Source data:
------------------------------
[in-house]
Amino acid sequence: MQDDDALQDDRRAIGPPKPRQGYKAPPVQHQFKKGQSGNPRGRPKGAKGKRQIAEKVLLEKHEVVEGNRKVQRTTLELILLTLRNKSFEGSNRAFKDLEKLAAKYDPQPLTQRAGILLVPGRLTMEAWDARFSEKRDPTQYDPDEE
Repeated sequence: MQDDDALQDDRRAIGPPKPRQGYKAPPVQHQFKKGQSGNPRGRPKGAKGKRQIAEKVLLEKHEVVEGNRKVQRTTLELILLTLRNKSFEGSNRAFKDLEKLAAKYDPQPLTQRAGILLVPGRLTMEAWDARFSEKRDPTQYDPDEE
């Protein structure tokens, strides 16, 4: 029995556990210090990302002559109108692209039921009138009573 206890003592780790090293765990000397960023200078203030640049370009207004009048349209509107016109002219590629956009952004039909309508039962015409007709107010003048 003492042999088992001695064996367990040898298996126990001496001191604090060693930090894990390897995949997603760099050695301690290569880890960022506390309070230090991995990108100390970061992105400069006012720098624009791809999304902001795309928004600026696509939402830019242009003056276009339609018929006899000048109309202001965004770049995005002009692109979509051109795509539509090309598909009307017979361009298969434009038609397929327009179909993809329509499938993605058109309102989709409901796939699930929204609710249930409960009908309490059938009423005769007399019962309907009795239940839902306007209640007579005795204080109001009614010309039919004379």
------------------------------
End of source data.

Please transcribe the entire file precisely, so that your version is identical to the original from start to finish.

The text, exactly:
[in-house]
Amino acid sequence: MQDDDALQDDRRAIGPPKPRQGYKAPPVQHQFKKGQSGNPRGRPKGAKGKRQIAEKVLLEKHEVVEGNRKVQRTTLELILLTLRNKSFEGSNRAFKDLEKLAAKYDPQPLTQRAGILLVPGRLTMEAWDARFSEKRDPTQYDPDEE
Repeated sequence: MQDDDALQDDRRAIGPPKPRQGYKAPPVQHQFKKGQSGNPRGRPKGAKGKRQIAEKVLLEKHEVVEGNRKVQRTTLELILLTLRNKSFEGSNRAFKDLEKLAAKYDPQPLTQRAGILLVPGRLTMEAWDARFSEKRDPTQYDPDEE
């Protein structure tokens, strides 16, 4: 029995556990210090990302002559109108692209039921009138009573 206890003592780790090293765990000397960023200078203030640049370009207004009048349209509107016109002219590629956009952004039909309508039962015409007709107010003048 003492042999088992001695064996367990040898298996126990001496001191604090060693930090894990390897995949997603760099050695301690290569880890960022506390309070230090991995990108100390970061992105400069006012720098624009791809999304902001795309928004600026696509939402830019242009003056276009339609018929006899000048109309202001965004770049995005002009692109979509051109795509539509090309598909009307017979361009298969434009038609397929327009179909993809329509499938993605058109309102989709409901796939699930929204609710249930409960009908309490059938009423005769007399019962309907009795239940839902306007209640007579005795204080109001009614010309039919004379």